Riot TV plan could backfire on Clark

For an astute politician, Premier Christy Clark is making some odd moves.

For an astute politician, Premier Christy Clark is making some odd moves.

First there were the attack ads on Conservative leader John Cummins, which worked mostly to raise his profile in a positive way. It was a big boost for a leader still unknown in much of the province.

And now there is the weird push for televised trials of people charged in the Stanley Cup riots, which  drew attention to the big problems in the justice system that her government hasn’t fixed – and has in fact made worse – over the past decade.

Clark says the public is interested in the court proceedings ands the riot was televised, so the trials and other court proceedings should be too. (She actually went farther, with comments that indicated she had abandoned the notion that people are considered innocent until proved otherwise.)

Televised court proceedings would be a good thing. Most people have never been inside a courtroom and have little idea of what goes on. Television could help change that.

There are potential problems. Some witnesses might be reluctant to testify if they thought they were going to be on the evening news.

Lawyers might be tempted to perform for the cameras.

But cameras covered the Dziekanski inquiry, with no obvious ill effects. In the U.S., proceedings have been televised for years, generally successfully.

Still, if Clark and the government wanted televised trials, they could have started serious work long ago. Leaping in with a poorly considered bid to single out one group of accused people for political reasons is a poor way to advance openness.

That’s only one problem. The justice branch and Crown prosecutors are supposed to have a high degree of independence from their political masters.

The idea is that they act in the interests of justice and shouldn’t take orders from politicians, preventing, for example, the use of the courts to harass opponents of government policy.

The justice branch rejected Clark’s throne speech call for televised trials and said prosecutors wouldn’t be making the requests.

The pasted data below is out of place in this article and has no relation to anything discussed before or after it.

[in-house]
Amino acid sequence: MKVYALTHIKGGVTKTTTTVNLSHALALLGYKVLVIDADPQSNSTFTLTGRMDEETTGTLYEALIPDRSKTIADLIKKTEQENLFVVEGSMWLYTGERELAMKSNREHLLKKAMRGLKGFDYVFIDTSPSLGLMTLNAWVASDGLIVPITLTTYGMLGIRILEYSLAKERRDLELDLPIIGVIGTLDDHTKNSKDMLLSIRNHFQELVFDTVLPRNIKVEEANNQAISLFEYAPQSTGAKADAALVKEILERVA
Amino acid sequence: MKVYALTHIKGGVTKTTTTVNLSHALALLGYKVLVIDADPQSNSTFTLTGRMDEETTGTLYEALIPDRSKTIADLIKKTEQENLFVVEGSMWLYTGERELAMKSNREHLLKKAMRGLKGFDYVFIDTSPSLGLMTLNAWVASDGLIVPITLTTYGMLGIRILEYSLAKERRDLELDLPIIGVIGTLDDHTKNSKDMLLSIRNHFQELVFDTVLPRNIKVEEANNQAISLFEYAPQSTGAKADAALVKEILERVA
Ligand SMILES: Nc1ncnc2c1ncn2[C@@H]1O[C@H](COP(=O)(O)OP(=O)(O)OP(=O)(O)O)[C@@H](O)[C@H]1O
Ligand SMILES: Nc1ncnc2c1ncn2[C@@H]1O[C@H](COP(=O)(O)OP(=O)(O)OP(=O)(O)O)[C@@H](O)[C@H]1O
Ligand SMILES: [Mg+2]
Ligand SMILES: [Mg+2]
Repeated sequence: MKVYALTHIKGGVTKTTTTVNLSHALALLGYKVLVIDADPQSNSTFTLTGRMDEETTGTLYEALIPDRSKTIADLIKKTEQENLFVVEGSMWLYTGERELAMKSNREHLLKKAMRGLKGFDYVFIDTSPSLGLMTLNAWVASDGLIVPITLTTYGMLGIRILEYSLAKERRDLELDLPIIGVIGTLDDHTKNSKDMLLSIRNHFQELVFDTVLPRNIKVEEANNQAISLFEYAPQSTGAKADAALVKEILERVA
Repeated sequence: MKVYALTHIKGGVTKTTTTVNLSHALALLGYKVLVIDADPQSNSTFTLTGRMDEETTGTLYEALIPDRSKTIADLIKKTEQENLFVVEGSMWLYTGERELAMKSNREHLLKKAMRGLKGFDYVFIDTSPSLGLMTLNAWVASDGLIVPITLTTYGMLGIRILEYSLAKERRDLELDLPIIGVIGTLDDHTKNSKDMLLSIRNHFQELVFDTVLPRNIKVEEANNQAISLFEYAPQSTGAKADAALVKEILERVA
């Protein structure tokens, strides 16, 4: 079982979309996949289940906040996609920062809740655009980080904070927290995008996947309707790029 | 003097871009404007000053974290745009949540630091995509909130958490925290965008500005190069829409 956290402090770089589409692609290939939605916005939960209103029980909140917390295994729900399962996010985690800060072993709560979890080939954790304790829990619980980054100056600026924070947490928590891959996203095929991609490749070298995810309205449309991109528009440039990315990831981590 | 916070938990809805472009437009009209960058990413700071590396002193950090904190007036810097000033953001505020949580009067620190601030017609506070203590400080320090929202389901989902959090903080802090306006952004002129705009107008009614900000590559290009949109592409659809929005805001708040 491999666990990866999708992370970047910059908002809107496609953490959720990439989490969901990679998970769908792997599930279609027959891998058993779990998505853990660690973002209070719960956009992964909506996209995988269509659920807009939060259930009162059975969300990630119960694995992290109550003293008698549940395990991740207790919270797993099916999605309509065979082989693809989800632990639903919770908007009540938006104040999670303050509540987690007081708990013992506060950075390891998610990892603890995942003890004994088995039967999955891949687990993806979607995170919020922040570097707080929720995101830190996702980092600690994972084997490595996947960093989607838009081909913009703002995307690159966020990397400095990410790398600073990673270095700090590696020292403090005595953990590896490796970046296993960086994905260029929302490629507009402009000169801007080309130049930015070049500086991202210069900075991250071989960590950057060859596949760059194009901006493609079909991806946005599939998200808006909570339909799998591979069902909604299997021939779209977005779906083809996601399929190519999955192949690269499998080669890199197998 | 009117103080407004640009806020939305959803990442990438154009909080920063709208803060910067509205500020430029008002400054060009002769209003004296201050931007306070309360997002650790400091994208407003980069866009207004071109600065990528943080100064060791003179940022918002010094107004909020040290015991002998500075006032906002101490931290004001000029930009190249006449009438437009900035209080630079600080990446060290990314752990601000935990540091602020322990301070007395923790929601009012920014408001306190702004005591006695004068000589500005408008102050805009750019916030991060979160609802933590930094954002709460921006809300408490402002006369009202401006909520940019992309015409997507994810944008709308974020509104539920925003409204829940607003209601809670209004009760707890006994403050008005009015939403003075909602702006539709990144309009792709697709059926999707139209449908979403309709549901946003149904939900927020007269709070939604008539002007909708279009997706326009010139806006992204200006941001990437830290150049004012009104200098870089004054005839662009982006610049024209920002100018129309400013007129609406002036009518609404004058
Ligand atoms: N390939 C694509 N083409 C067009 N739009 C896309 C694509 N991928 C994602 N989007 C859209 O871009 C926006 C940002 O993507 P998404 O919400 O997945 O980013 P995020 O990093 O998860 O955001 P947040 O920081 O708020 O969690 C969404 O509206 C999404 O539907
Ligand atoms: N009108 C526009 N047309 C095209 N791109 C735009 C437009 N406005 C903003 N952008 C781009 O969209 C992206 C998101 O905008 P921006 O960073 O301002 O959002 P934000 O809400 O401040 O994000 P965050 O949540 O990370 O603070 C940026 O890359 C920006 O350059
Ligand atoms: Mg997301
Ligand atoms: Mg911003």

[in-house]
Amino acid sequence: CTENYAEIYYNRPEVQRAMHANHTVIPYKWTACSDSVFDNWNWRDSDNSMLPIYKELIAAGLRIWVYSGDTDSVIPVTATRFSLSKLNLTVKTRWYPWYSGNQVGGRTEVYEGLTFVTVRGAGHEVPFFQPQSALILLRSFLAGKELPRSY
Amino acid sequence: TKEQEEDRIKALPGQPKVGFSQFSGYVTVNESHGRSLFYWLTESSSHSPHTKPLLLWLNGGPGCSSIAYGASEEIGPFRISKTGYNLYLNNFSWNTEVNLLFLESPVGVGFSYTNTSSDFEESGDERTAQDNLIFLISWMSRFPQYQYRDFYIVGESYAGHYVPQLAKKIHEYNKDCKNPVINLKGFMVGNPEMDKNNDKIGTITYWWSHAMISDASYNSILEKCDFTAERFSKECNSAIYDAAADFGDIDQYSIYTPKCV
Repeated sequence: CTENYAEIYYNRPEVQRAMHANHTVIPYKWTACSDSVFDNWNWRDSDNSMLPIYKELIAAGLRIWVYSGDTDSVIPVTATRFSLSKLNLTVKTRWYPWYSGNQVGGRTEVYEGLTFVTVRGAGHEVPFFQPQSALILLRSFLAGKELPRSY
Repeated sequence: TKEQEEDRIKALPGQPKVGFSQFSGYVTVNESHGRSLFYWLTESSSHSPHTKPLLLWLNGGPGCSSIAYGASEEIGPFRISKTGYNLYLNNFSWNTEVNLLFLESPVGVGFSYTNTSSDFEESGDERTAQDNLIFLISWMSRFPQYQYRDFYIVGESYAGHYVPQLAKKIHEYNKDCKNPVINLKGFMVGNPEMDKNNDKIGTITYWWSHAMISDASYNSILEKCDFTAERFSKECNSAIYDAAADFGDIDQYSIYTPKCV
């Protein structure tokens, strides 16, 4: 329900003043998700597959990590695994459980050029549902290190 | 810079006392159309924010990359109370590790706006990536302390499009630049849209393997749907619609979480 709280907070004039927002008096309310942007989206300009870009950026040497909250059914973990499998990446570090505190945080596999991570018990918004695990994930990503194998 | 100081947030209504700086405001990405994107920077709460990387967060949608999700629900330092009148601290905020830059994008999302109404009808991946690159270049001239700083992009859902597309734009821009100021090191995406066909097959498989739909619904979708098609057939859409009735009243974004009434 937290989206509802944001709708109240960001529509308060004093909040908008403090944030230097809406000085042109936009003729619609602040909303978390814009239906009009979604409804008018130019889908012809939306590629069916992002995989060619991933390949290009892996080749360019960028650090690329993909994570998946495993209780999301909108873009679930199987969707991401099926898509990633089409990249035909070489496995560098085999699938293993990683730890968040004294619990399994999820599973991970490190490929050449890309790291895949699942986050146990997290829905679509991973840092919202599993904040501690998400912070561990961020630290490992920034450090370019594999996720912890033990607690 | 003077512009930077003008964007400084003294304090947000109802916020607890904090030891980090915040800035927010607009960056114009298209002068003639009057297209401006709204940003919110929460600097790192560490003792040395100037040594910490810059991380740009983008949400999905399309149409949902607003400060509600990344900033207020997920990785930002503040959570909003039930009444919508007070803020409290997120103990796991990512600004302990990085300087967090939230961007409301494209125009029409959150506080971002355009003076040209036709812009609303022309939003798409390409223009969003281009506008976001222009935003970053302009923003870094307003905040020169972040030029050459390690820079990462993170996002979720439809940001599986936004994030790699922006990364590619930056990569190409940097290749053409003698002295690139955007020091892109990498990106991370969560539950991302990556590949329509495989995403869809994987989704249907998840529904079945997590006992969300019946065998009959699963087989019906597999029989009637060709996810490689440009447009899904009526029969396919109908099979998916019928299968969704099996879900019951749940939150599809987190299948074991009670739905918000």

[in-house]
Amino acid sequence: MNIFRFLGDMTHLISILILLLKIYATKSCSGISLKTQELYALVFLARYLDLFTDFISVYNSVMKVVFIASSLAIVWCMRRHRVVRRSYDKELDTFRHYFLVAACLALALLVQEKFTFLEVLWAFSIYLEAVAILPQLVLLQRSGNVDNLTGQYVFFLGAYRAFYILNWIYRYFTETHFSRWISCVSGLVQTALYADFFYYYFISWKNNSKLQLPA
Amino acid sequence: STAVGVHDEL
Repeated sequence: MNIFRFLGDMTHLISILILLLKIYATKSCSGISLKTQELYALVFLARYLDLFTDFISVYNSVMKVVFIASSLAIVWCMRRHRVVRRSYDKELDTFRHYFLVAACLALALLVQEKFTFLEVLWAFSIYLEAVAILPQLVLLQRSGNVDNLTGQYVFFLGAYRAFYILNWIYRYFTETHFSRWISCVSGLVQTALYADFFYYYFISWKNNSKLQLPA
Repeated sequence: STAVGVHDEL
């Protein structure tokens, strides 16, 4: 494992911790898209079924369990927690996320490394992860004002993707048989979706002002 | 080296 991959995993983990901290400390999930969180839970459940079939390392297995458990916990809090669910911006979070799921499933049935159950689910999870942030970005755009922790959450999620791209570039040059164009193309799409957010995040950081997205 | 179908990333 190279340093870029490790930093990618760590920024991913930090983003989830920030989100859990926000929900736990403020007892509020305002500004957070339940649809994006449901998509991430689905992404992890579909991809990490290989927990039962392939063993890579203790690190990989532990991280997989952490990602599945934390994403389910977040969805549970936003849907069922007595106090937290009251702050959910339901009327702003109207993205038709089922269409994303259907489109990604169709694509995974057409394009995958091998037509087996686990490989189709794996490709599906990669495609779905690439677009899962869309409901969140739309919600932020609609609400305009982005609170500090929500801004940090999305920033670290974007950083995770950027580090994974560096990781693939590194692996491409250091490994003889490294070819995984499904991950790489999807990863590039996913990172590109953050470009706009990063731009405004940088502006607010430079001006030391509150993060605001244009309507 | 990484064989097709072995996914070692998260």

That forced Attorney General Shirley Bond to issue an extraordinary order forcing the prosecutors to seek televised proceedings in riot cases.

It’s highly unusual political interference. Bond said it had happened in the past, but Vancouver Sun columnist Vaughn Palmer reported the government cited three cases. “One was a directive to seek leave to appeal a sentence to the Supreme Court of Canada,” Palmer wrote. “One a directive to ‘consider, if appropriate’ applying to vary a probation order. The third created a brief amnesty from prosecution to encourage people to turn in firearms and other weapons.”

The whole controversy was also a reminder that another hockey season has already started and no one has been charged in connection with the riots.

The effort could also continue to be an embarrassment. Crown prosecutors can apply to open the court to cameras, but the judges decide. Defence lawyers and others involved will want a say. Clark’s ploy could add more delays to an already overburdened system. Excessive delays have resulted in dozens of cases being thrown out this year, including serious offences like drug trafficking and assaults on police. Families are waiting unreasonable times for critical hearing dates.

There are lots of factors in the delays, and some long-term solutions.

But the immediate issue is that there just aren’t enough judges, prosecutors and courtrooms to hold the needed hearings. There were 143 provincial court judges in 2005; today there are 127. The courts simply can’t cope with the volume of cases.

You can see how a few people tossing around ideas for the throne speech might come up with the notion of scoring some points with this gimmick.

But it’s hard to understand why someone didn’t think harder about the many potential problems, both practical and political.

Footnote: A new Ipsos Reid poll confirmed the Liberals are having political problems. The NDP has the support of 45 per cent of decided voters, with the Liberals at 38 per cent. Cummins and the Conservatives, with the Liberals’ help, are at 12 per cent and the Greens six per cent. Adrian Dix has stronger approvasl numbers than Clark, but she seen as the person who would make the best premier by more voters.